Updated 06:49 PM EDT, Fri, Jul 10, 2020

Verizon Announces Intent to Acquire AOL Under $4.4 Billion Deal

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Verizon has announced its intention to acquire AOL on Tuesday, a move seen as significant to its future in digital and video platforms. The deal is reported at an approximate price of $4.4 billion, considering purchase of $50 per share.

The merging of the two companies is expected to create a "scaled, mobile-first platform offering" targeted at the billion-dollar advertising industry.

Simply put, Verizon will be able to get two of AOL's technologies, Bloomberg reported. These include exclusive videos and the ability to send targeted ads to mobile devices automatically.

AOL's shares eventually soared 19% to $50.52 at 4:22 p.m. in New York, Bloomberg noted. Verizon, on the other hand, dropped 0.4% to $49.62.

Verizon chairman and CEO Lowell McAdam said, "Verizon's vision is to provide customers with a premium digital experience based on a global multiscreen network platform."

"This acquisition supports our strategy to provide a cross-screen connection for consumers, creators and advertisers to deliver that premium customer experience," he added.

After closing, AOL chairman and CEO Tim Armstrong will continue leading the company, The Huffington Post reported. The outlet took note of his remarks, which said, "The leadership at AOL is staying and I am staying -- enthusiastically, and we made that part of the deal."

According to Armstrong, Verizon and AOL know each other's team very well, and that their cultures share "very similar values." He expressed that AOL will remain seated at its New York headquarters. The company, as it turns out, will operate as a standalone division of Verizon.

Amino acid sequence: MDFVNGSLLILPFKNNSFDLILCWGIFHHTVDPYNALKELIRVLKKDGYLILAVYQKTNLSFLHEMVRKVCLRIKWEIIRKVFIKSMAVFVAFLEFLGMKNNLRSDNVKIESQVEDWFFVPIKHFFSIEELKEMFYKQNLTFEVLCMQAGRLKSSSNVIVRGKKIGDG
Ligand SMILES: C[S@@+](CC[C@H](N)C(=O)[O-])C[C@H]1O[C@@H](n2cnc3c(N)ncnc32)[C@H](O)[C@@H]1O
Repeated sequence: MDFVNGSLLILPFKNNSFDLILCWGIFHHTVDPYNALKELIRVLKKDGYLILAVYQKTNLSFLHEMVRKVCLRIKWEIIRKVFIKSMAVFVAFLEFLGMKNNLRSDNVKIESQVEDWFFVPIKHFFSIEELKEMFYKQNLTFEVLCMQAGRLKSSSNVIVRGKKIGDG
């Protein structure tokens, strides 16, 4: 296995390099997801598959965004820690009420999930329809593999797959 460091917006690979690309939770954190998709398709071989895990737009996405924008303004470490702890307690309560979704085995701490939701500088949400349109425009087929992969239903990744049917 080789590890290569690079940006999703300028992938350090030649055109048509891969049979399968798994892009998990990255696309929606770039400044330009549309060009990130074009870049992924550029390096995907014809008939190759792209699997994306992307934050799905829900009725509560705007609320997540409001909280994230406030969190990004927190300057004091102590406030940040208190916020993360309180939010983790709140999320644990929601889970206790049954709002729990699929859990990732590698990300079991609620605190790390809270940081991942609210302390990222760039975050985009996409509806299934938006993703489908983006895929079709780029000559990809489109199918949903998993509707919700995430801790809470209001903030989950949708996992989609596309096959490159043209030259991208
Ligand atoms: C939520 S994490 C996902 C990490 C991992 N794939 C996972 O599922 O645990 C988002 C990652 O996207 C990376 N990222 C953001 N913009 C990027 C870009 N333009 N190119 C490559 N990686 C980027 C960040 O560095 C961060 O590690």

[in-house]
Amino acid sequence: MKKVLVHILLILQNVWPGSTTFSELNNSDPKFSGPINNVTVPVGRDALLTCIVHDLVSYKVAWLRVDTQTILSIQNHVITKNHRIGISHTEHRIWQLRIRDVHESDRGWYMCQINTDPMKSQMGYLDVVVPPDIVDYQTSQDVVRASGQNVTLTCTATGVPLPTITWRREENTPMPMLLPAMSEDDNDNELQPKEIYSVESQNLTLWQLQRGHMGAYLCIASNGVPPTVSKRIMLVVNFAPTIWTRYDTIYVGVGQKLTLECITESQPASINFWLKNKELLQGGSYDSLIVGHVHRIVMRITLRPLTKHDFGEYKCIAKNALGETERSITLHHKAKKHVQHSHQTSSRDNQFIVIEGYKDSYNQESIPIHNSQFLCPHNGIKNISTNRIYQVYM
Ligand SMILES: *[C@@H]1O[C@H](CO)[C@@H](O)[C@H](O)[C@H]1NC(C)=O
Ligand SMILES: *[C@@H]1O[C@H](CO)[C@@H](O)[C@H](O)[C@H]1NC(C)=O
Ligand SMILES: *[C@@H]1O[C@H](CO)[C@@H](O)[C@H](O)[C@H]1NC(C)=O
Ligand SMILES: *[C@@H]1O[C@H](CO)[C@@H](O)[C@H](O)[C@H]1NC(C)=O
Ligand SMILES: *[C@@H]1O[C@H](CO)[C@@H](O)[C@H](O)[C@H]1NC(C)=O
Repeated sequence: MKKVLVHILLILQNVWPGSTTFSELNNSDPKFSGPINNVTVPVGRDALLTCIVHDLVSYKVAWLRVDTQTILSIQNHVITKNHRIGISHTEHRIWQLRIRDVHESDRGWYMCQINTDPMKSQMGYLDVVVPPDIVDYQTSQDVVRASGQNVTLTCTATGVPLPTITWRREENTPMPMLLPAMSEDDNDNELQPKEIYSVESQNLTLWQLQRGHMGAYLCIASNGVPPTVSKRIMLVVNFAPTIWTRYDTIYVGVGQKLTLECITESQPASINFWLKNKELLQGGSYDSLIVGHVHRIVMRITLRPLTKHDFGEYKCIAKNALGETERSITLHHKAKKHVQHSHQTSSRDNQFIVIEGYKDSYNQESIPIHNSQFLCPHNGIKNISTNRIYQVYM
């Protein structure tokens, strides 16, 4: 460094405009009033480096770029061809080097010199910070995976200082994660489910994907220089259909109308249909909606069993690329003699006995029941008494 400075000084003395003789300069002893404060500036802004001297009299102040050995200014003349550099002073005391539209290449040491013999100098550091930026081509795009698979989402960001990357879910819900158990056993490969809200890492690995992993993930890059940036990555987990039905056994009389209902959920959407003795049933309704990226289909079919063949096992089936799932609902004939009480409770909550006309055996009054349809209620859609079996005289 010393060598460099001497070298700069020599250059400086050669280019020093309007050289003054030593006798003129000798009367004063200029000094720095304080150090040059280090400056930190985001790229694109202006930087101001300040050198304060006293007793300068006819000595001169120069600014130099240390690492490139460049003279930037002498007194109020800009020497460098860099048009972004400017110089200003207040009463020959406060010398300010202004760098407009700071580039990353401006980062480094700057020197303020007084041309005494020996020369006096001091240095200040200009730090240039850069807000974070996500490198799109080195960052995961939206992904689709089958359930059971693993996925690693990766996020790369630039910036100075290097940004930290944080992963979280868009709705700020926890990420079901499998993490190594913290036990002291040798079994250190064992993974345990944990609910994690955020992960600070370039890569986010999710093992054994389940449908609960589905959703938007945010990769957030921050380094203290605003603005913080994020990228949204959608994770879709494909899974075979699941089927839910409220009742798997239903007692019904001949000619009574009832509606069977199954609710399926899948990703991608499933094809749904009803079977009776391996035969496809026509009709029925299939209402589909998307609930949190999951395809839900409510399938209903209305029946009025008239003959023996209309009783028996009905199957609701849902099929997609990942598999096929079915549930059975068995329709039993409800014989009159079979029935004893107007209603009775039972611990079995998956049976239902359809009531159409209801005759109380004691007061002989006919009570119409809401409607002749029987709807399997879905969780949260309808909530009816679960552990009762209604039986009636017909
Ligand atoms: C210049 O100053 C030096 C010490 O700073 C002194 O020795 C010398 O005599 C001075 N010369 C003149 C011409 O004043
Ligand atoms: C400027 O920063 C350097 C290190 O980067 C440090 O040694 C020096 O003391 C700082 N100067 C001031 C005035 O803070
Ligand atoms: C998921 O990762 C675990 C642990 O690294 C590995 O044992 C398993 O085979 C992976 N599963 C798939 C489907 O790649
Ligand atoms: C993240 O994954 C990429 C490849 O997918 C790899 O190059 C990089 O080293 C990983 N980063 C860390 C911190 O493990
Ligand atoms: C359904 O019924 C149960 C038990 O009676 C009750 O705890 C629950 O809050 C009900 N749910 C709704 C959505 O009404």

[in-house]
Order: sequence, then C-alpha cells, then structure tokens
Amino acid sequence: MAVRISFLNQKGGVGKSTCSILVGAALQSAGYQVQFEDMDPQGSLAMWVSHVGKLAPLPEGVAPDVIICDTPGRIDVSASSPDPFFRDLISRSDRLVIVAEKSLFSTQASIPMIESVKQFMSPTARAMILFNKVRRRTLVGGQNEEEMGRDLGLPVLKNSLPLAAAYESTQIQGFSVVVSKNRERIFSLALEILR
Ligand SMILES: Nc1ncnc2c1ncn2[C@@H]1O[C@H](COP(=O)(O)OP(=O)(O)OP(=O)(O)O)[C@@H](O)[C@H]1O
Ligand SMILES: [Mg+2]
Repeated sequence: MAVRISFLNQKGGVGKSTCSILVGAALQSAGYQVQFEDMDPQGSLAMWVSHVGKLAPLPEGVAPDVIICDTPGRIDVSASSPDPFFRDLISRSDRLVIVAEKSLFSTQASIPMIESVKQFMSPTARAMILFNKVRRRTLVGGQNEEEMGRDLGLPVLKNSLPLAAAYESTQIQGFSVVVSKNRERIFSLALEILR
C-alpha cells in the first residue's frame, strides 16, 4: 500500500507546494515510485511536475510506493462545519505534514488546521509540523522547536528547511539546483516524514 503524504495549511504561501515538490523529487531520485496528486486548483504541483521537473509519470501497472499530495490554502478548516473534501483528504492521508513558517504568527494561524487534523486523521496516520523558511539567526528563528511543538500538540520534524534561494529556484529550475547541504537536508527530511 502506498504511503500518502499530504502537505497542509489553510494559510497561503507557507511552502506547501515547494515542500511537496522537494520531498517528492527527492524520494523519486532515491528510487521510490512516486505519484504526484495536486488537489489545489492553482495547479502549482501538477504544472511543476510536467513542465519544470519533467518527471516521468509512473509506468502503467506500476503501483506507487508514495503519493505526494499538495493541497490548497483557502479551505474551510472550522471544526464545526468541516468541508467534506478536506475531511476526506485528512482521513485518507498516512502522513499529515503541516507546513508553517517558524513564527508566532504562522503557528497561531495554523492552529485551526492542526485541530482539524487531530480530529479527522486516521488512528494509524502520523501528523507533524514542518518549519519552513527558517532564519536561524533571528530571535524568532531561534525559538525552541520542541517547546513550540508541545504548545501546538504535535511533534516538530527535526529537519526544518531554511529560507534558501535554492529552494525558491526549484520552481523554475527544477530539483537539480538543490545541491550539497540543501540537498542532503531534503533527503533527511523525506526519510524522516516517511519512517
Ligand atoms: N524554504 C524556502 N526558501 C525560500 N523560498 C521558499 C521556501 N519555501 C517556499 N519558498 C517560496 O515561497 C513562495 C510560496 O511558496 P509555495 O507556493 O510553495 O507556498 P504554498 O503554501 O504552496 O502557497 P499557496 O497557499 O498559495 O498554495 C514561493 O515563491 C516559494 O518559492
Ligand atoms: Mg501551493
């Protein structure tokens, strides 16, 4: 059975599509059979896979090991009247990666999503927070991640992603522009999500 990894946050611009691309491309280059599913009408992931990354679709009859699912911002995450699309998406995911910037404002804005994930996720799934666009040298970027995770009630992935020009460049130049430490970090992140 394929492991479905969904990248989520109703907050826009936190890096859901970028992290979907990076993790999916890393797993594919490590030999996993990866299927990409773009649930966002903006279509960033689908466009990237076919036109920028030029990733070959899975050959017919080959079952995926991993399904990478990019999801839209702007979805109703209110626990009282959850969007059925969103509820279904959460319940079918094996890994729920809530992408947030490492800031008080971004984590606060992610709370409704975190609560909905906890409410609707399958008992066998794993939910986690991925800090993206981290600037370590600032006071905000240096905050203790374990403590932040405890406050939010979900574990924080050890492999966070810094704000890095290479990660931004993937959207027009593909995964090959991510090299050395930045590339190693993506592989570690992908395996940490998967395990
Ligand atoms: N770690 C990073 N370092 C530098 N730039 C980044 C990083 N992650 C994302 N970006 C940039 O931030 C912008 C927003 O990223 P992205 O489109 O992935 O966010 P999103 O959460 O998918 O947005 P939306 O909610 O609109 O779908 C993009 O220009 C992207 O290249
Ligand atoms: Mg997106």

At their time of reporting, Forbes cited that Armstrong looks to receive about $200 million for his AOL shares under the deal with Verizon.

Citing information from eMarketer, The New York Times wrote that Google and Facebook are in control of more than 55% of the $42.6 billion worldwide mobile ad market. This is undeniably a huge figure, but when a strong network carrier joins forces with another Internet portal, we may have to observe for possible changes.

Meanwhile, the acquisition also raises questions concerning the future of AOL-run publications, such as The Huffington Post, TechCrunch and Engadget. Mathew Ingram of Fortune is convinced that having a telecom company -- like Verizon -- run publications seems like "a terrible fit."

Ingram argues that it would be difficult to see what Verizon gains from running such publications.

What do you think about Verizon's acquisition of AOL? Did the network giant make the right move? Share your thoughts in the comments section.

Watch CNET's update for more information.

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